Require_gem vs. gem


#1

I am confused, can somebody please explain to me the difference between
these two calls?

I tried some variations below, and the only one that worked was the
obsolete require_gem call.


user@vm0_gentoo /my/path $ irb -r rubygems
irb(main):001:0> require ‘activerecord’
LoadError: no such file to load – activerecord
from
/usr/lib/ruby/site_ruby/1.8/rubygems/custom_require.rb:27:in
gem_original_require' from /usr/lib/ruby/site_ruby/1.8/rubygems/custom_require.rb:27:inrequire’
from (irb):1
irb(main):002:0> exit


user@vm0_gentoo /my/path $ irb -r rubygems
irb(main):001:0> gem ‘activerecord’
=> true
irb(main):002:0> ActiveRecord
NameError: uninitialized constant ActiveRecord
from (irb):2
irb(main):003:0> exit


user@vm0_gentoo /my/path $ irb -r rubygems
irb(main):001:0> gem ‘activerecord’,’=1.14.4’
=> true
irb(main):002:0> ActiveRecord
NameError: uninitialized constant ActiveRecord
from (irb):2
irb(main):003:0> exit


user@vm0_gentoo /my/path $ irb -r rubygems
irb(main):001:0> require_gem ‘activerecord’
(irb):1:Warning: require_gem is obsolete. Use gem instead.
=> true
irb(main):002:0> ActiveRecord
=> ActiveRecord


Any help you could offer would be appreciated.


#2

On 23 May 2007, at 17:29, Dennis C. wrote:

irb(main):001:0> require ‘activerecord’

user@vm0_gentoo /my/path $ irb -r rubygems
irb(main):001:0> require_gem ‘activerecord’
Posted via http://www.ruby-forum.com/.

You should use the following now:

require ‘rubygems’
require ‘activerecord’

That should solve your problem…

Cheers,

Enrique


#3

On 5/23/07, Dennis C. removed_email_address@domain.invalid wrote:

LoadError: no such file to load – activerecord
user@vm0_gentoo /my/path $ irb -r rubygems
irb(main):001:0> gem ‘activerecord’,’=1.14.4’
(irb):1:Warning: require_gem is obsolete. Use gem instead.

try require ‘active_record’


#4

Hi,

2007/5/23, Enrique Comba R. removed_email_address@domain.invalid:

irb(main):002:0> exit

You should use the following now:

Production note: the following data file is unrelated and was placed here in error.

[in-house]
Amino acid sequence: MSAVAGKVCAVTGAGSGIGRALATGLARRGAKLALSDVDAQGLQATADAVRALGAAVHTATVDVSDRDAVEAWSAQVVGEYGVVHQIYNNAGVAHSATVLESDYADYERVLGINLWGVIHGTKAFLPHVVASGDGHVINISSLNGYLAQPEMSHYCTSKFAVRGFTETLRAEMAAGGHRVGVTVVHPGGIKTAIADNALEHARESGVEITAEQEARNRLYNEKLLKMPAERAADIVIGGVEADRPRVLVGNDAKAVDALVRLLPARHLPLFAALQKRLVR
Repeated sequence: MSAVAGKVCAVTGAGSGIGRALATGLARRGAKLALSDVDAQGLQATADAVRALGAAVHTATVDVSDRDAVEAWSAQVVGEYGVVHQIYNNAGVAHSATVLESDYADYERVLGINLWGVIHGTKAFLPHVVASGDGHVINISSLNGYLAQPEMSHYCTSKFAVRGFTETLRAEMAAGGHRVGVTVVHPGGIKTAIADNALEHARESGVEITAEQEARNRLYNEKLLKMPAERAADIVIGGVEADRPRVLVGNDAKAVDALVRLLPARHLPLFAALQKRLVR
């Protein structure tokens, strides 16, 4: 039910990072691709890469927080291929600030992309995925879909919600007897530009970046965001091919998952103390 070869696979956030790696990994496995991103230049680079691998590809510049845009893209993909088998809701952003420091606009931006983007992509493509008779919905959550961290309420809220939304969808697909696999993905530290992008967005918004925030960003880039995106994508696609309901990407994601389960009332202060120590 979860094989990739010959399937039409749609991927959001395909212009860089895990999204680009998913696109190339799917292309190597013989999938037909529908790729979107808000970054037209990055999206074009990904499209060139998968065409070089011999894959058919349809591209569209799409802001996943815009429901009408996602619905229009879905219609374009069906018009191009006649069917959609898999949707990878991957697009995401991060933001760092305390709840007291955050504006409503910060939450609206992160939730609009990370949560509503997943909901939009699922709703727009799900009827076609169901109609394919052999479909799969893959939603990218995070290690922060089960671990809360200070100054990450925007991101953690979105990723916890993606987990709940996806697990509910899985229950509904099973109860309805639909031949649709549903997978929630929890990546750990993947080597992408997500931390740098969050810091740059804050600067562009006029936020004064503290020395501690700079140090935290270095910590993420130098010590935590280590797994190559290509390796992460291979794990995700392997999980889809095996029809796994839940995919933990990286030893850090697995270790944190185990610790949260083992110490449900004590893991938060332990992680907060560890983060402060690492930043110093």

require ‘rubygems’
require ‘activerecord’

Apparently, it didn’t solve Enrique’s problem.

Enrique, I believe the way to do it now is:

require “rubygems”
gem “activerecord”, “= 0.14.4”
require “activerecord”

The #gem call activates the gem, and the require is the regular
require to load a library.

Hope that helps !


#5

Hope that helps !

François Beausoleil
http://blog.teksol.info/
http://piston.rubyforge.org/

Well, i did not have the problem in the first place :stuck_out_tongue:

And I use it like that in my programs and it works… (?)

cheers!


#6

On Thu, May 24, 2007 at 12:29:58AM +0900, Dennis C. wrote:

I am confused, can somebody please explain to me the difference between
these two calls?

I tried some variations below, and the only one that worked was the
obsolete require_gem call.

require ‘active_record’

The developers of ActiveRecord made the (IMO unfortunate) choice of
having the name of the file (active_record.rb) be different from the
name of the gem (activerecord).


#7

François Beausoleil wrote:

The #gem call activates the gem, and the require is the regular
require to load a library.

What is the difference between an “active” gem and a gem that has been
“loaded”.


#8

On 5/23/07, Dennis C. removed_email_address@domain.invalid wrote:

François Beausoleil wrote:

The #gem call activates the gem, and the require is the regular
require to load a library.

What is the difference between an “active” gem and a gem that has been
“loaded”.

“active” gem is informal. What the gem directive really does is to
set up the load path before the require. Normally it’s not needed
unless you want to specify a version of the gem other than the
default.

$ qri gem
------------------------------------------------------------- Kernel#gem
gem(gem_name, *version_requirements)

 Adds a Ruby Gem to the $LOAD_PATH. Before a Gem is loaded, its
 required Gems are loaded. If the version information is omitted,
 the highest version Gem of the supplied name is loaded. If a Gem
 is not found that meets the version requirement and/or a required